Imagine this: There are mature fruit trees planted and cared for all over your neighborhood, so you can just pick fresh fruit and enjoy it as you walk down the street, without ever needing to go hungry. This is one of the thoughts of Fallen Fruit, a collaboration of three artists— Austin Young, Matias Viegener, and David Burns. The guys of Fallen Fruit say they use fruit as their lens for looking at the world. “Fruit is a democratic food, and not bound to class or race difference. Fruit represents all food and is liked by everybody”, says Matias Viegener.
Fallen Fruit started 7 years ago as a one-time project that involved mapping out the locations of public fruit trees. Austin, Matias and David noticed that people were not walking anymore in the Los Angeles neighborhood where they live, called Silverlake. “Walking around in a city like San Francisco or New York is kind of a sexy experience, in LA not so. If you would walk to a grocery store you are only confronted with yourself and that is not a happy feeling,” says Austin Young. So they started publishing maps online at fallenfruit.org, showing the location of fruit trees in their neighborhood. What happened? People started to gain interest in their maps, started to pick fruit, and talk to their neighbors. Then people were planting more fruit trees and vegetable plants in the neighborhood. Fallen Fruit had taken off. Through the years, the three men have worked on several similar projects elsewhere in the world.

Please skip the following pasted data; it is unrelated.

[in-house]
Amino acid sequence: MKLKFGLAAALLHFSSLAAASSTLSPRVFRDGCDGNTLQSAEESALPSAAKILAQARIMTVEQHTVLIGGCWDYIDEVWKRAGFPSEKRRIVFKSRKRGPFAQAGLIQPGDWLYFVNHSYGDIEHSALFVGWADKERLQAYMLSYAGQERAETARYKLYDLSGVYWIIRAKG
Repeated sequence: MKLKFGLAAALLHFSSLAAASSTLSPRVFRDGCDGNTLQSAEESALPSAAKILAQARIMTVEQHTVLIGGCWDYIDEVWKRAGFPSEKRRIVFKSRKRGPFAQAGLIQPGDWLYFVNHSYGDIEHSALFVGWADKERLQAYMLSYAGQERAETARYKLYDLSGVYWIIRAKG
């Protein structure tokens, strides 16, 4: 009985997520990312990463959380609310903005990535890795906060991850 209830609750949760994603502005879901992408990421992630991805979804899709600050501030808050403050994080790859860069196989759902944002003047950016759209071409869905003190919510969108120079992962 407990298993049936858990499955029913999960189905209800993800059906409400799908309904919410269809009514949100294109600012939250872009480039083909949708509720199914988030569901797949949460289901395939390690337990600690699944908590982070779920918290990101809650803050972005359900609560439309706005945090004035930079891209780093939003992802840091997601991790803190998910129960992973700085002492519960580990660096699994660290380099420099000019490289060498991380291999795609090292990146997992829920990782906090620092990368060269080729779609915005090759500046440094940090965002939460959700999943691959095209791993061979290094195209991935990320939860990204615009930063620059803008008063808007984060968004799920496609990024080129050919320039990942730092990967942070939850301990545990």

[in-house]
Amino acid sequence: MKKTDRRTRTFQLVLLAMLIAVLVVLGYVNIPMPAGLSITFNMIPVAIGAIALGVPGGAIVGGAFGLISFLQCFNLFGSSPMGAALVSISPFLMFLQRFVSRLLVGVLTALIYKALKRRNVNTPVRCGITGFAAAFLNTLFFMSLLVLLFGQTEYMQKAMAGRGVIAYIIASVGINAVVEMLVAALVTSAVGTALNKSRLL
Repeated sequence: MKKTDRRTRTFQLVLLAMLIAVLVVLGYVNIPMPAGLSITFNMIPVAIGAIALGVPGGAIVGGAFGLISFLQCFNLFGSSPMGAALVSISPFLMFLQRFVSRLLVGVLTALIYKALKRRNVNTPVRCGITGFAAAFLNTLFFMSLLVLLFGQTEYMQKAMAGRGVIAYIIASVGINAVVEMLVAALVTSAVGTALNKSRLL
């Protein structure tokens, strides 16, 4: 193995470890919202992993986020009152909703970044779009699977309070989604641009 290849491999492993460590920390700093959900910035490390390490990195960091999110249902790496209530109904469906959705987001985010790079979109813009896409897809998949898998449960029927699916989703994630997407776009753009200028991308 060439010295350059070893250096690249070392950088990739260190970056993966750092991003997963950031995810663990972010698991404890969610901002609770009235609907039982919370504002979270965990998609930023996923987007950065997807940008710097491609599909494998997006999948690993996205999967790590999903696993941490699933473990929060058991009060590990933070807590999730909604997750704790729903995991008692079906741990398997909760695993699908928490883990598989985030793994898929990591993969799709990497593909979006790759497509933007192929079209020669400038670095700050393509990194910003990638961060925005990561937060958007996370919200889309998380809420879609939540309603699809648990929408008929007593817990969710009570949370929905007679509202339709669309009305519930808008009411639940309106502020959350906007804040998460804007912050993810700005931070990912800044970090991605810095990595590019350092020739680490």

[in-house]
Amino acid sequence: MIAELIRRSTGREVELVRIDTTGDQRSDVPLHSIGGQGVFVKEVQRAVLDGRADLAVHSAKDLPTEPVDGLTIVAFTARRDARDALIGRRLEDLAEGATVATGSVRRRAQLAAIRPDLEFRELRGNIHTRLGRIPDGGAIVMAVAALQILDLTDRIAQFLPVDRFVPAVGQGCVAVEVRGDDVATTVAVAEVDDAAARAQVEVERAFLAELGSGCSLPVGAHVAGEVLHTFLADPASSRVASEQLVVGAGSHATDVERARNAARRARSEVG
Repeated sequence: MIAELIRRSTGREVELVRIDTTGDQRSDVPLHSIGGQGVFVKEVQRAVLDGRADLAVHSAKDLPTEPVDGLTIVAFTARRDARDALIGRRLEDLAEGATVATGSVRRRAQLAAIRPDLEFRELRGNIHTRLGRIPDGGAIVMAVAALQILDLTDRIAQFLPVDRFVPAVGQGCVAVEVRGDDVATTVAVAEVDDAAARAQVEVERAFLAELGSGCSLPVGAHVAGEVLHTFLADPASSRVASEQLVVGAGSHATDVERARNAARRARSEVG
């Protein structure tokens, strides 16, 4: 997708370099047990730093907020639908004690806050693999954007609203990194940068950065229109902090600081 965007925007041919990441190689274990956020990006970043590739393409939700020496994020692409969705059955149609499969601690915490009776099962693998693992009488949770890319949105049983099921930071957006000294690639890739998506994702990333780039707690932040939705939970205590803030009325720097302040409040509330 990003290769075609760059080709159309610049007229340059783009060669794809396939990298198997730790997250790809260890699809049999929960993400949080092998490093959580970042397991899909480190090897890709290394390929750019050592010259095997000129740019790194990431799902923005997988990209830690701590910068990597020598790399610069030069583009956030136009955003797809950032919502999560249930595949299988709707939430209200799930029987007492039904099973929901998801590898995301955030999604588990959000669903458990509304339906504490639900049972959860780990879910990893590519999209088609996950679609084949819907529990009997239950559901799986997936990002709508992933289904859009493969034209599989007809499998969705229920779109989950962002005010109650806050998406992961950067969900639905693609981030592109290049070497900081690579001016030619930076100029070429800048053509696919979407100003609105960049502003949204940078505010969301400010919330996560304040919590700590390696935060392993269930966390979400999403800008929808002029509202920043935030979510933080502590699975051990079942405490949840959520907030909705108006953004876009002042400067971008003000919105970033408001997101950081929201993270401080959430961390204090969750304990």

In 2010, Fallen Fruit even had an exhibit at the Los Angeles County Museum of Art (LACMA). The exhibition examines the symbolic, abstract and sociological aspects of fruit in art – from religious symbolism to embedded social messages.
Today the artists of Fallen Fruit continue to look at the world and the way we live, with fruit as their lens. What if they could take over city planning in LA? “We would create a fruit neighborhood, with Orange street and Banana Circle!” Fruit trees everywhere and fruit for everyone!
Created by Joris Debeij
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